How Zion’s Fiction Was Born
It was an early morning sometime in mid-2013. I was sitting by my desk when suddenly Skype started its icky ringing. On my screen I saw an unfamiliar face, but when the man introduced himself, I recognized the name at once. Sheldon “Sheli” Teitelbaum had been, with me, a staff member of the defunct but fondly remembered Fantasia 2000, Israel’s most influential SF magazine. The young, handsome, black-haired man I knew was replaced by a white-bearded gentleman, but well, that’s linear time for you. After an exchange of pleasantries, I asked to what I owed this unexpected pleasure, and Sheli said two words: Zion’s Fiction.
Now, I’m famous for my quick and witty repartees, and this knack did not fail me this time either, because I immediately replied, “huh?” Sheli said emphatically, “Zah-ions Fic-tion,” to which I shrewdly countered, “say what?” Sheli patiently explained the idea: an English-language anthology of Israeli science fiction stories, to be edited by us. I fell for the idea at once, hook, line, and sinker.
A lot of sinkers, too, because the road turned out to be much more difficult than either of us had anticipated. First of all, we brought on board Avi Katz, the well-known illustrator who had also been a Fantasia 2000 veteran, and then we began sifting out through the bulk of original stories written from 1980 on. In between discussions of the pros and cons of each story one of us thought worthy of inclusion, we found time to daydream of a series of anthologies (you can only get a Hugo for editing a short-story anthology if you’ve published at least three of them), to shmooze about the good old days, and to argue about politics, literature, and other stuff.
But most of all we argued about the stories. Many of them both of us dismissed – either immediately or with many misgivings – for any number of reasons. But there were quite a few which one of us liked and the other one didn’t, or the other way round. Looking back on it, this had been sheer fun, discussing the merits or otherwise of a story, instead of arguing about the things most people disagree about. But at the time, this was wearing both our patiences very thin.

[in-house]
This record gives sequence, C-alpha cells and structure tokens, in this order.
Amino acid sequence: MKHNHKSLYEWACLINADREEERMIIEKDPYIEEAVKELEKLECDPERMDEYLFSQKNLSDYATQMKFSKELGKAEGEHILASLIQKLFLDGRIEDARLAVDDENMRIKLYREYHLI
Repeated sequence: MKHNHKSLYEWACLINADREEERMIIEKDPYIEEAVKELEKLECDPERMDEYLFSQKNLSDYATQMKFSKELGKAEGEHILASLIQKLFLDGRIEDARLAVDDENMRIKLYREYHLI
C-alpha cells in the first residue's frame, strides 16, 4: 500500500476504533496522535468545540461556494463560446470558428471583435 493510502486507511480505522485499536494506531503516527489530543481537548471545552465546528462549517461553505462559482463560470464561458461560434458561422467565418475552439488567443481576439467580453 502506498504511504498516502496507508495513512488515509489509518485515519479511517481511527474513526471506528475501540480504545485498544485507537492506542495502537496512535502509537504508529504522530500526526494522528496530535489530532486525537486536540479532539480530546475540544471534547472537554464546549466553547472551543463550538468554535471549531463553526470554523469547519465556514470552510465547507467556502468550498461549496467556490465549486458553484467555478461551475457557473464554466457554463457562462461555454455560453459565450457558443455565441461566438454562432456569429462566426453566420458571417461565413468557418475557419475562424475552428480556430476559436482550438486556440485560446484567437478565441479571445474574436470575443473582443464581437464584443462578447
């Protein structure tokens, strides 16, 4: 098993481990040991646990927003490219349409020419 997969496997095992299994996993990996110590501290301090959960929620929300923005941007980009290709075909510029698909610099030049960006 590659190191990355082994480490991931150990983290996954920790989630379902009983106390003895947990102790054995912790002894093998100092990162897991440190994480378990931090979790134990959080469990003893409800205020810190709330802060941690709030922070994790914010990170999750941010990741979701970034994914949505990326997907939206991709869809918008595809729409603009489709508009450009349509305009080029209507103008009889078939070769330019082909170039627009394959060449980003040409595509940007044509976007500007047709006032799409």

There was also a major practical hurdle to contend with. Most of these stories were written in Hebrew and had to be translated. Now, I’m a translator, and I could have done the work, but it would have taken me – what with the work I’ve been doing for a living – at least one year. Back then, this seemed like an exceedingly long time. Little did we know what lay ahead of us…
We finally agreed on our list of stories – some written in English to begin with, some translated by me, and some by others. Avi Katz provided beautiful, woodcut-style, black-and-white illustrations for each of them, and Sheli persuaded Robert Silverberg, the Grand Old Master of Science Fiction, to write the preface. Aharon Hauptman, the founding editor of Fantasia 2000, wrote the afterword, and we were all set to go, except for one thing. We had to write the introduction.